The constant throat-clearing must have gotten old, too. My boss smoked for many years, and even after he had quit for two years, I kept hearing him clear his throat in his office very few minutes or every time he spoke.

I feel bad for smokers who suffer lingering effects, even after they quit the habit. It must be so hard to stay motivated when the ill effects you are trying to escape stay with you for so long. Congratulations to you for hanging in there and making it.

By seag47 — On Jan 07, 2012

I remember getting the croup as a child. It was so awful, because the coughing got so intense that it became involuntary.

I can still remember the ache in my little chest and throat every time I coughed. It seemed there would be no end to my suffering.

My mother rubbed some eucalyptus salve on my chest and put a vaporizer in my room to help me breathe. I do recall getting some relief from this.

I'm sure my mother probably took me to a doctor, and I vaguely remember taking some ill-tasting cough syrup. However, what stuck with me most was the pain and rawness I felt from all the coughing that the congestion caused.

By shell4life — On Jan 06, 2012

@jonrss – There may not be any science behind this, but I have found something that has kept me from getting sick at all during the winter and spring months. My family says it is just a coincidence, but it has worked for me for years.

I have spent many winter and spring seasons in the past coughing up phlegm from my chest, and the misery only goes away when I visit a doctor. Now, I can avoid all of the nasty congestion and exhausting coughing.

I have found that when I get a flu shot sometime in September or October, I don't experience even as much as a head cold throughout the entire flu season. I know the shots are only designed to prevent me from getting the flu, but this is a wonderful side effect.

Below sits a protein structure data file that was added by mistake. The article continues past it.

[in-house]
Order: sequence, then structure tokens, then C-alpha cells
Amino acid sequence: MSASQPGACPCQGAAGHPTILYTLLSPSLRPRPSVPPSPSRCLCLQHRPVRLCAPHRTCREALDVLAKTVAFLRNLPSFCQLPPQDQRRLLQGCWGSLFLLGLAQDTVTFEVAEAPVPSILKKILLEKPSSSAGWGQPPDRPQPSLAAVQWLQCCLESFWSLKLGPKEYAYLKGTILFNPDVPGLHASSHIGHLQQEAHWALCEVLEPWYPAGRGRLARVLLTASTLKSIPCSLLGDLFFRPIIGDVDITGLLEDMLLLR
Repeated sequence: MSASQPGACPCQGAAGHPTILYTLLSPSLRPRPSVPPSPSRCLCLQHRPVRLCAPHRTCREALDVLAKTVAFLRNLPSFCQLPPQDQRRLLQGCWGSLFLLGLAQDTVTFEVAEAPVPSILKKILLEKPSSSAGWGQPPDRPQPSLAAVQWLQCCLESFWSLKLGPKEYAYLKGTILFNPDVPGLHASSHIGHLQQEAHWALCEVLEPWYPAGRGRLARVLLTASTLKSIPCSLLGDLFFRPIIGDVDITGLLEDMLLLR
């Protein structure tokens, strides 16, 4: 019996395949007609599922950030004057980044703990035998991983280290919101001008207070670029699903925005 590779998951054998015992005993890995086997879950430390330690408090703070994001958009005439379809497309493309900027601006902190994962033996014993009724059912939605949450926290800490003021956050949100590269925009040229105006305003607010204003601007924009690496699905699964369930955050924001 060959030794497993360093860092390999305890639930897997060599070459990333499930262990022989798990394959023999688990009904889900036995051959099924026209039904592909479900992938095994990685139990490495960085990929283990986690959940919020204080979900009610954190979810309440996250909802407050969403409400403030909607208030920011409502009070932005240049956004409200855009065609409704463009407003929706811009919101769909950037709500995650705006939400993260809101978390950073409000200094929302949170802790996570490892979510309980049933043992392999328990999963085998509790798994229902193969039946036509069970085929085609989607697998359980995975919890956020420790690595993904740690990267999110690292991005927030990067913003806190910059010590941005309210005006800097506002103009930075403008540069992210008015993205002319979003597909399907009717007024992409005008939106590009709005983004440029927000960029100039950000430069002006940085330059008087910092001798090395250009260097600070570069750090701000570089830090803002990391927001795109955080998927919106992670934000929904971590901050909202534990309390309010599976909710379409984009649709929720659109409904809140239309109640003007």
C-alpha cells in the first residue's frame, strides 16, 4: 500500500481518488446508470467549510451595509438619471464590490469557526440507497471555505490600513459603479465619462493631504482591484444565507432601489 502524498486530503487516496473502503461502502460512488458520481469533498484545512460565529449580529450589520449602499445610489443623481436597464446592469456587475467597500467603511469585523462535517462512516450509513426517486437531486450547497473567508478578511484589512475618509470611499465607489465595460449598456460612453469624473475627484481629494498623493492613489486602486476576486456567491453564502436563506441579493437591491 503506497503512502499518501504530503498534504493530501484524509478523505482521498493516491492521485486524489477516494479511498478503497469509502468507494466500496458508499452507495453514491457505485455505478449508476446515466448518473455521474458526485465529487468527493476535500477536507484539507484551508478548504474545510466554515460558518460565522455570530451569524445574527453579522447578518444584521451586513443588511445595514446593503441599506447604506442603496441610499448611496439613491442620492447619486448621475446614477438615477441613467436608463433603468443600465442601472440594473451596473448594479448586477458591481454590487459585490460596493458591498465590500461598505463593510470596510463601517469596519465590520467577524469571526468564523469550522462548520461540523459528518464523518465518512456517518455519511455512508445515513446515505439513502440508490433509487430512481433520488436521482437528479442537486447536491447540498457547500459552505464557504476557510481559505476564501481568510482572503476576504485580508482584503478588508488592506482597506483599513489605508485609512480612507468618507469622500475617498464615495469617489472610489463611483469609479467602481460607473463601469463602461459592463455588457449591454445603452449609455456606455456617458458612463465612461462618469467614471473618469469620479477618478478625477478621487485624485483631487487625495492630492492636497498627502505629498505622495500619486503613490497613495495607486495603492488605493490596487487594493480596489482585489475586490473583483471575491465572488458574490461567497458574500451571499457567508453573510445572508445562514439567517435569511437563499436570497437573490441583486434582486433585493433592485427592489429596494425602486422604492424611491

By backdraft — On Jan 06, 2012

I was a smoker for 40 years and for most of that time I had a terrible smokers cough. I would have to clear my throat almost every time I spoke and I would frequently wake up with a hacking cough in the middle of the night.

It sucked but I was hooked and didn't think I could ever quit smoking so I just chalked it up to a necessary consequence. But about 10 years ago I decided to get serious about quitting smoking and I haven't had a smoke in almost 8 years.

It took about 4 years for the cough to go away completely, but now I breathe and speak without any hacking. This is just one of the many benefits I've gotten from quitting. I should have done thins 50 years ago.

By jonrss — On Jan 05, 2012

I seem to get a bad chest cold every year in March. I think it is a consequence of the cold wet winters we get around here.

I always end up going to the doctor and he gives me the same medication and the problem goes away within a week. But is is still really annoying and it happens so predictably. I don't want to move to a dryer warmer place but I wish there was some kind of preventative measure I could take to ensure that I end up cold free this winter.